Wednesday, March 12, 2014

12 March 2014, Judith Hammond - "Plastic Couture"

Finally! A monthly meeting that was not put in jeopardy by the weather and in response the members of Oxford Branch turned out en masse. We were joined this evening by Ann Waldon Mills, acting regional Chairman, who was returning work that members had submitted for exhibition at the 'Make It' show which, by all accounts, was a great success.

Ulrike has put together another excellent program of speakers and workshops this year and half way through the program we have already enjoyed an interesting and varied selection of speakers. Tonight was no exception. Ulrike 'discovered' Judith Hammond at the 'Big Stitch' in October 2012 where she was one of a host of volunteer demonstrators.

© Judith Hammond

Judith originates from the north-east of England. Her great-grandmother was a seamstress and her mother made all of the family clothes, whether stitched or knitted, so Judith says textiles and craft are in her genes. At school Judith was in the 'academic stream' so was steered towards French rather than needlework but, to this day, cannot speak a word of French!

After school Judith applied for two design courses at University but was not offered a place at either so she decided to take a year out. She started work as a Civil Servant. She says that it was a 'great' job that she loved doing but sadly there were no textiles involved.

© Judith Hammond

Years later, when she and her husband moved to Banbury, Judith began a textile design course which she described as ‘like play school’ where they were encouraged to explore and experiment with anything and everything. When her tutor resigned Judith was keen to continue with her textile studies. She applied for a course at Banbury College and, when invited to an interview, took with her all the bags of samples produced on the previous course. Emptying the contents onto the desk she said 'this is what I can do'. At the end of the interview the tutor offered Judith a place on their degree course.

Judith describes the next 6 years as 'fantastic'. Her first assignment was to work with a found object. Judith recalls looking at a table filled with the likes of old tooth brushes, combs, etc. and wondering she could possibly do with any of it. She selected an ice cube bag to work with because she was taken with the silk feel of the plastic. Here began a voyage of discovery, exploring every possible use for an ice cube bag, stitching, cutting and melting it, filling it with dye then using the frozen dye cubes to dawn onto fabric, and so on. At this point Judith started handing out the dozens of samples she had brought with her. Every ice cube bag and every piece of paper or fabric with labelled and in addition Judith completed journals documenting every experiment. Judith produced two shawls for assessment and says that she was criticized for not using silk, however Judith states that she does not like to buy expensive materials preferring instead to work with found, recycled or affordable alternatives.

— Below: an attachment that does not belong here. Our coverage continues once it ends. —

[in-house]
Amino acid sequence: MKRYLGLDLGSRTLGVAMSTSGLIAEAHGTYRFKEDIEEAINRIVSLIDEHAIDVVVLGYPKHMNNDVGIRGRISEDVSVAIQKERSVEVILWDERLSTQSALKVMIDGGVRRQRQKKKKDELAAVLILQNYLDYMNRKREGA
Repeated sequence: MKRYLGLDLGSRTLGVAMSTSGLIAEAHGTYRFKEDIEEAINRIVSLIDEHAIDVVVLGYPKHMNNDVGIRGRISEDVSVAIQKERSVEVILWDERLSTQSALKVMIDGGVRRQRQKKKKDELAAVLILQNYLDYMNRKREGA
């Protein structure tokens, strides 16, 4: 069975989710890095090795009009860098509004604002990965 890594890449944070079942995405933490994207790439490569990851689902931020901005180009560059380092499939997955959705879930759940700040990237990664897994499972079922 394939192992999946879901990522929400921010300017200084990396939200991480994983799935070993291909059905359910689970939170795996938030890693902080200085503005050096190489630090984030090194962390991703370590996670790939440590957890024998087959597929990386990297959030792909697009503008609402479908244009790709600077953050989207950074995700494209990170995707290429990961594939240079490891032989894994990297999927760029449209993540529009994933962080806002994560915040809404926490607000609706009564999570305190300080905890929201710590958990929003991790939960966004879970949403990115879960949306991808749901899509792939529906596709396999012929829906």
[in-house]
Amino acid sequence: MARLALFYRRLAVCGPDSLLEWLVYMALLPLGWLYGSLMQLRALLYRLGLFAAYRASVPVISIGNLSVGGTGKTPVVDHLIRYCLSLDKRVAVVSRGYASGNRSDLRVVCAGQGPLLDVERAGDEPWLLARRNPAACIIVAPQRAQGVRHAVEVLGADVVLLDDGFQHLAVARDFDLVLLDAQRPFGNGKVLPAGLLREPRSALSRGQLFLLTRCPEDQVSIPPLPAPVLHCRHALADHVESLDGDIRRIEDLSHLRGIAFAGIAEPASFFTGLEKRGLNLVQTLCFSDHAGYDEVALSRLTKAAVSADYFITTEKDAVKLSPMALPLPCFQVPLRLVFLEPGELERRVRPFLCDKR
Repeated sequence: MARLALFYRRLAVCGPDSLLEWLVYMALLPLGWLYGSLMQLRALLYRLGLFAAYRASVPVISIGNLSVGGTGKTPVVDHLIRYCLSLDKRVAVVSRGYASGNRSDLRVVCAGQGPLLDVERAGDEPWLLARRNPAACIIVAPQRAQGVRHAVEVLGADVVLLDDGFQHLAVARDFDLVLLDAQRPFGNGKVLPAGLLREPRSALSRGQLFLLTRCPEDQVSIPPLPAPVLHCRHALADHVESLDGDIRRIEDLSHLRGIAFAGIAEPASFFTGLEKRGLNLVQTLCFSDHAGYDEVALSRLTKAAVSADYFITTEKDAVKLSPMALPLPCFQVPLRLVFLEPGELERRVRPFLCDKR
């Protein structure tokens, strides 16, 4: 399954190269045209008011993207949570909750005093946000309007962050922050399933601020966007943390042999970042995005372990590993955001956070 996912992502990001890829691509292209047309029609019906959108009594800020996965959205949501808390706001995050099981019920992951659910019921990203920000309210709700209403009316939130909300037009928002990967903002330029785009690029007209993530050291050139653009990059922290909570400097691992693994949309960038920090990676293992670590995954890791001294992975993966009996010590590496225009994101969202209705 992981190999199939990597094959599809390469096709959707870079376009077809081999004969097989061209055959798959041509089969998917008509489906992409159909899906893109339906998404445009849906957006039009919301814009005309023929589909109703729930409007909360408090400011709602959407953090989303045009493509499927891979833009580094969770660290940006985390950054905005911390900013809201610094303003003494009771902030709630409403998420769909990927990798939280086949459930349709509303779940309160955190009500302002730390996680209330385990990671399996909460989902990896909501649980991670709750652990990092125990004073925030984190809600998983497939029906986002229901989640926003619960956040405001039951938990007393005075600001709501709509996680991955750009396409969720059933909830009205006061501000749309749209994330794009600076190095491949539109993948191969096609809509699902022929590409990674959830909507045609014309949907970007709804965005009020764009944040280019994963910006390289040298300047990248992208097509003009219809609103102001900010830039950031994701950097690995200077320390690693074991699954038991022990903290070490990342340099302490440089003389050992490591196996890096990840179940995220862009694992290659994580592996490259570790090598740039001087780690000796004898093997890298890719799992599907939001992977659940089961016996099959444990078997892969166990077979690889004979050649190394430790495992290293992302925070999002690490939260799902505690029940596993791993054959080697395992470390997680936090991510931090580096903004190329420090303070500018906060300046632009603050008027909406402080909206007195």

© Judith Hammond

It was while experimenting for the second assignment - Materials and Processes - that Judith discovered that plastic melts and began to explore its potential. Again every aspect was investigated and recorded, resulting in many more samples. Looking for an affordable supply of plastic Judith’s attention turned to her ever growing collection of carrier bags and in addition to sampling began to research bags. Among other things she discovered, among over things, that each person uses an average of 200 plastic bags per year, and the each bag is used for an average of 20 minutes.

Around this time, Judith visited an exhibition called Lost in Lace and was struck by the similarities between lace and some of her stitched and melted plastic bags. For her assessment piece she made a series of 'dresses' from a variety of plastic bags. Each 'dress' is a single layer cut into the shape of a dress, paper doll’s cloth style only several times larger, and displayed on a wire coat hanger.

Since graduation Judith has extended her range of dresses, adding layers and other adornments to produce ever more complex designs. She has exhibited many times either with Elaine Loggin and Ian Hog (who graduated the same design craft course as Judith in 2012) or the Society of Designer Craftsmen of which Judith is a member.

© Judith Hammond

As well as her course samples, Judith brought with her all of her 'plastic bag dresses' to show us and a box full of brooches made from melted plastic. As she closed her talk, Judith reminded us that she had attended an Oxford Branch meeting in June 2013 and had been inspired by Alice Fox, our guest speaker that evening. Since then she has been conducting her own experiments with creating rust marks of fabric and says "I have been completely sucked in by tea and rusty nails and cannot escape."

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